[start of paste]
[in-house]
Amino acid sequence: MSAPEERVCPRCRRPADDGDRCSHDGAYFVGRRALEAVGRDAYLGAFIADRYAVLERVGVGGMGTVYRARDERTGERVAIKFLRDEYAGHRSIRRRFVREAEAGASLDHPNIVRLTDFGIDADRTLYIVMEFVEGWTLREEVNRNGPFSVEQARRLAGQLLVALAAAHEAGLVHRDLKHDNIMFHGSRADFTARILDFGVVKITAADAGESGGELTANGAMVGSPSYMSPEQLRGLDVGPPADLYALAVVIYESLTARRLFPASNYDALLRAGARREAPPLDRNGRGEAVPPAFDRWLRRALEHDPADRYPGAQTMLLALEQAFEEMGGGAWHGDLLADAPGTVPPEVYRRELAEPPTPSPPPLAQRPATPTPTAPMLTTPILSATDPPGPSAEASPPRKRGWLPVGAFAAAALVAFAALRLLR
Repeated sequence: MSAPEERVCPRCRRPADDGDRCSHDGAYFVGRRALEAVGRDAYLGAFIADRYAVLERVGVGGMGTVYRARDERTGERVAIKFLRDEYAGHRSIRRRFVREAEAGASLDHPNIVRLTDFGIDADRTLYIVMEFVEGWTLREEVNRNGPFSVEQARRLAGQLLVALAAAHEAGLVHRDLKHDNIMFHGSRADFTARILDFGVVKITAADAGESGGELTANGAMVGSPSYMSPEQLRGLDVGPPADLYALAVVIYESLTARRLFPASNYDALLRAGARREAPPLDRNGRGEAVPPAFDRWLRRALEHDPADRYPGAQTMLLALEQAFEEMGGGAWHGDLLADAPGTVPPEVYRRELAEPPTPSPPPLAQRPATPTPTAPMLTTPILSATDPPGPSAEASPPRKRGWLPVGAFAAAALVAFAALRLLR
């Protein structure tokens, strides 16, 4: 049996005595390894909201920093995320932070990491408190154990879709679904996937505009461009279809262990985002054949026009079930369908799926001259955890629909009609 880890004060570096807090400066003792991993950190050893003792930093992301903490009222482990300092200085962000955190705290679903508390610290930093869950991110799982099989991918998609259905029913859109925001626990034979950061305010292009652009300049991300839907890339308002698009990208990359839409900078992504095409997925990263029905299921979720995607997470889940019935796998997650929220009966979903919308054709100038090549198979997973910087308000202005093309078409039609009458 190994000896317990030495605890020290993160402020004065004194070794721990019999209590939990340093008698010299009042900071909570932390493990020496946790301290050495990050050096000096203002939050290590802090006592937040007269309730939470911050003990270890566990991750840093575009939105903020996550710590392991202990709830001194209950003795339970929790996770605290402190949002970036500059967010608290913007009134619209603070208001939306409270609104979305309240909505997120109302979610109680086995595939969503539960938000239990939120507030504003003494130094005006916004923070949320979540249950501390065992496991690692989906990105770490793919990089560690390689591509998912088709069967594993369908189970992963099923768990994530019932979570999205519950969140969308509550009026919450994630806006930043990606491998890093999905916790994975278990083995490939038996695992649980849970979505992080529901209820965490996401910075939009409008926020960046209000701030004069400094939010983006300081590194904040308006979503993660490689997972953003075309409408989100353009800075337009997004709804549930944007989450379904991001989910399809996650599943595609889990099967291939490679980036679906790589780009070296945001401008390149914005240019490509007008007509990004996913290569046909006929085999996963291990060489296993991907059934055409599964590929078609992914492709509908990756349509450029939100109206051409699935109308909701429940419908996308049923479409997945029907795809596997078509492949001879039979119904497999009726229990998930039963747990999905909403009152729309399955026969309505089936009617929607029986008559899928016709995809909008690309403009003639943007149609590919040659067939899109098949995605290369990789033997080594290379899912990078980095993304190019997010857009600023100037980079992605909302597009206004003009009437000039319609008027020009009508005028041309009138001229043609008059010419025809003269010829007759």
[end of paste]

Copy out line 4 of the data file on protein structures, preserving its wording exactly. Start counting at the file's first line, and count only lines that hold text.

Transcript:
């Protein structure tokens, strides 16, 4: 049996005595390894909201920093995320932070990491408190154990879709679904996937505009461009279809262990985002054949026009079930369908799926001259955890629909009609 880890004060570096807090400066003792991993950190050893003792930093992301903490009222482990300092200085962000955190705290679903508390610290930093869950991110799982099989991918998609259905029913859109925001626990034979950061305010292009652009300049991300839907890339308002698009990208990359839409900078992504095409997925990263029905299921979720995607997470889940019935796998997650929220009966979903919308054709100038090549198979997973910087308000202005093309078409039609009458 190994000896317990030495605890020290993160402020004065004194070794721990019999209590939990340093008698010299009042900071909570932390493990020496946790301290050495990050050096000096203002939050290590802090006592937040007269309730939470911050003990270890566990991750840093575009939105903020996550710590392991202990709830001194209950003795339970929790996770605290402190949002970036500059967010608290913007009134619209603070208001939306409270609104979305309240909505997120109302979610109680086995595939969503539960938000239990939120507030504003003494130094005006916004923070949320979540249950501390065992496991690692989906990105770490793919990089560690390689591509998912088709069967594993369908189970992963099923768990994530019932979570999205519950969140969308509550009026919450994630806006930043990606491998890093999905916790994975278990083995490939038996695992649980849970979505992080529901209820965490996401910075939009409008926020960046209000701030004069400094939010983006300081590194904040308006979503993660490689997972953003075309409408989100353009800075337009997004709804549930944007989450379904991001989910399809996650599943595609889990099967291939490679980036679906790589780009070296945001401008390149914005240019490509007008007509990004996913290569046909006929085999996963291990060489296993991907059934055409599964590929078609992914492709509908990756349509450029939100109206051409699935109308909701429940419908996308049923479409997945029907795809596997078509492949001879039979119904497999009726229990998930039963747990999905909403009152729309399955026969309505089936009617929607029986008559899928016709995809909008690309403009003639943007149609590919040659067939899109098949995605290369990789033997080594290379899912990078980095993304190019997010857009600023100037980079992605909302597009206004003009009437000039319609008027020009009508005028041309009138001229043609008059010419025809003269010829007759």